The Tide’s View: ‘American Dirt’ unearths white ignorance

%22American+Dirt%22+by+Jeanine+Cummins%2C+published+on+Jan.+21%2C+describes+the+journey+of+an+undocumented+immigrant+in+America.

Graphic by Aries Wang; Photo by Emily Zhao

"American Dirt" by Jeanine Cummins, published on Jan. 21, describes the journey of an undocumented immigrant in America.

The Tide Editorial Board

Released on January 21, “American Dirt” by Jeanine Cummins was an immediate success, receiving major praise from literary critics and even becoming Oprah’s book club pick. The story, coming at a sensitive time in politics, tells the tale of a mother and her son escaping the drug cartel-infested city of Acapulco, Mexico. Despite its skyrocketing popularity and a whopping 491 holds in the Montgomery County Public Libraries system, the book has received significant backlash from Latinx readers who claim that it repackages and whitewashes the story of Mexican immigrants. Not only is the book unoriginal and generally boring, but the author blatantly disrespects the Mexican immigrant story which belongs to Mexican writers, who are severely underpaid despite telling more accurate versions of migrant stories. 

Cummins, who officially identifies as white, claimed she aimed to represent the masses ignored by the literary world. True, the Mexican migrant story is relevant to our modern world, but that does not mean that Cummins, who has never lived even within 500 miles of the border, is the right person to tell it. The belief that a story about minorities needs to be by a white author to be popular is toxic and reveals the underlying issue on who we consider “talented.” 

After reading reviews by Ignacio Sanchez Prado, a professor of Latino and Mexican Studies, and Jaime Espinoza, whose family illegally immigrated from Mexico, it is immediately clear that there is a gross misrepresentation of an immigrant’s journey.  

For instance, the mother has difficulty obtaining a legal birth certificate for her son. We, and likely other non-Mexican readers, did not question this fact while reading. However, in Prado’s review, he explained, “In Mexico, a citizen can go online and request a birth certificate and print it. This certificate is of legal value.”

Even for a non-Mexican reader, some of the author’s choices in the book were laughable like a shooting at a quinceñeara in the first chapter and the ridiculous sprinkling of Spanish words like “Hello, Abuela.” Cummins’ depiction of the drug-infested and violent neighborhoods might have a shade of truth, thanks to her “five years of research,” but they also feed negative stereotypes about Mexico—similar to President Trump’s xenophobic speeches.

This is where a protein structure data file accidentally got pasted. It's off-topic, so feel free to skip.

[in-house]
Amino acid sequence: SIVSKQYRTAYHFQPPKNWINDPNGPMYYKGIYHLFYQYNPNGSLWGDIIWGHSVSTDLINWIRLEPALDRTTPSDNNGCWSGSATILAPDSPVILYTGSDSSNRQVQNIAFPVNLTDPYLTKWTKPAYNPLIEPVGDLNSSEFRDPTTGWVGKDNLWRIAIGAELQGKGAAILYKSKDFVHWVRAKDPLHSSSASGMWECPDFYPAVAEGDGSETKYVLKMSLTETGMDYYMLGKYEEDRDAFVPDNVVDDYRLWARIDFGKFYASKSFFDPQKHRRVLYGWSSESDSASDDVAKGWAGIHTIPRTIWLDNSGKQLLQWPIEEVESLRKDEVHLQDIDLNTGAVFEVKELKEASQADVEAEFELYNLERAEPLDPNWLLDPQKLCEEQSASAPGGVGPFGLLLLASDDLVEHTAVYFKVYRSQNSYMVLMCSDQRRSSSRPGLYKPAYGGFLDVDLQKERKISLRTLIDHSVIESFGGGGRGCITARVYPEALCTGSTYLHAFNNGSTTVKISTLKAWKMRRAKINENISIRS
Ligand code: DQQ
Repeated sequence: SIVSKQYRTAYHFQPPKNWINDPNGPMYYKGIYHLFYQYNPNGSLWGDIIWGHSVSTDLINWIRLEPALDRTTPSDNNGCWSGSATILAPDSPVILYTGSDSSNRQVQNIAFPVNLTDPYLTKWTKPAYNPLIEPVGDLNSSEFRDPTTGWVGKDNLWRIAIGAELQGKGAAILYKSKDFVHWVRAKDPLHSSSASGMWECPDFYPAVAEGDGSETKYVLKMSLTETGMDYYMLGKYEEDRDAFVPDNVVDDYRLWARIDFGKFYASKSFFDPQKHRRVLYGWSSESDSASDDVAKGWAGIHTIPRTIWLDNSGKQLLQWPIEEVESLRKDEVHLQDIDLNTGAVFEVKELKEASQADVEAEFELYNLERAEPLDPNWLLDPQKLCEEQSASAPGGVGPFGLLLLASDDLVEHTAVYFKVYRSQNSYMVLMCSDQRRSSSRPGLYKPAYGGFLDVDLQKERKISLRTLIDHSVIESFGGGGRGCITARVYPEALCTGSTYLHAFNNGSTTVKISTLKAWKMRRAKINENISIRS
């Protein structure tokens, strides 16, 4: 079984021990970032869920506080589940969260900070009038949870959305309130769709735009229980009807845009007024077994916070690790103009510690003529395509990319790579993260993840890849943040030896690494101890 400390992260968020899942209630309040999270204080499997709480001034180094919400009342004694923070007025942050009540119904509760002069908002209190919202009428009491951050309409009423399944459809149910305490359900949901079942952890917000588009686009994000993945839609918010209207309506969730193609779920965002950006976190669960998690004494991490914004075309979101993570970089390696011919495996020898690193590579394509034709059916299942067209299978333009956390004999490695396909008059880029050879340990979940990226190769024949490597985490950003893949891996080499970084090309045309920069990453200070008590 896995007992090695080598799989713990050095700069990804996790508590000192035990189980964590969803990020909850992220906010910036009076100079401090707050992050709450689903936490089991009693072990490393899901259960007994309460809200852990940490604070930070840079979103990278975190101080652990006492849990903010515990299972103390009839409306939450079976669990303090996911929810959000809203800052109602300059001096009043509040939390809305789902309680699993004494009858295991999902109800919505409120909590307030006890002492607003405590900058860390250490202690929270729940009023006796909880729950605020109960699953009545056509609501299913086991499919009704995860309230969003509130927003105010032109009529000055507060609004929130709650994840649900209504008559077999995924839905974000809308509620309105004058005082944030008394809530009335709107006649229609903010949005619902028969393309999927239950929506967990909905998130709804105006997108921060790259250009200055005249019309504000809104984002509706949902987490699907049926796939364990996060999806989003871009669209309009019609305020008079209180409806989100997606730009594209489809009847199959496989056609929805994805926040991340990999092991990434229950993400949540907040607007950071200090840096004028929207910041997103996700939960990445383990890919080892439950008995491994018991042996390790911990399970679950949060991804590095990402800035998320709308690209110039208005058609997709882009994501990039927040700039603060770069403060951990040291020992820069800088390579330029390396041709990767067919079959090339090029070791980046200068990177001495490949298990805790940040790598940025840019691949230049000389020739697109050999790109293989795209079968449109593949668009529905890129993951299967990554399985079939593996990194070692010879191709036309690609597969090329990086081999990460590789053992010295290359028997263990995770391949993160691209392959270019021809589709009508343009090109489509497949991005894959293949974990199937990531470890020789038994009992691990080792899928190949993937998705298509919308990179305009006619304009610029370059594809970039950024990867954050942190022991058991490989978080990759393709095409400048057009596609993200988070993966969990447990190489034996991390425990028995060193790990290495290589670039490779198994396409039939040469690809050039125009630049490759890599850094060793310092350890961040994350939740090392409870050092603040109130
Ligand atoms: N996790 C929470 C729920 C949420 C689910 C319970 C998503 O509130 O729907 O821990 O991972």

The controversy around American Dirt brings light to a much greater issue: the merit of authors writing stories that are not their own—especially in literary genres focusing on  cultural or societal oppression.

In a time when we are beginning to discuss the diversity of individual experiences, it should naturally follow that our books do the same. Unfortunately, reality is extremely different: The Guardian reported in 2016 that, “the vast majority of books published are by white authors and about white characters,” and  a survey of American publishing companies found their staff to be predominantly white.The sad truth is, when they give a seven-figure advance for Cummins’ book, they are depending on a loyal American, white readership who flocks for melodramatic action with two-dimensional characters. 

While authors such as Cummins attempt to tell the stories of others through research and interviews, the simple reality is that the experience of an outsider will never match a lifetime of first hand exposure.  Furthermore, the prevalence of privileged authors writing about experiences of the oppressed and succeeding, while less privileged authors fight just to get their foot in the door of in the publishing world, continues the dangerous narrative that allows the oppressors to profit off the experiences of the oppressed—a trend rooted in centuries of problematic history. Though writers should not be prohibited from writing on any topic, the authors with the closest connections to the main topics in a book—in this case, Latinx authors writing stories about migration—must be provided the resources and opportunities to successfully tell their story.

Even though we, as readers and consumers, cannot immediately change the demographics of the publishing world, we still hold the potential to change this narrative through the books we choose to read and publicize. By actively promoting marginalized authors writing about their own experiences, we can improve the potential for not only increased diversity in the book industry, but also reader awareness of the struggles that others face. We choose the books that become timeless.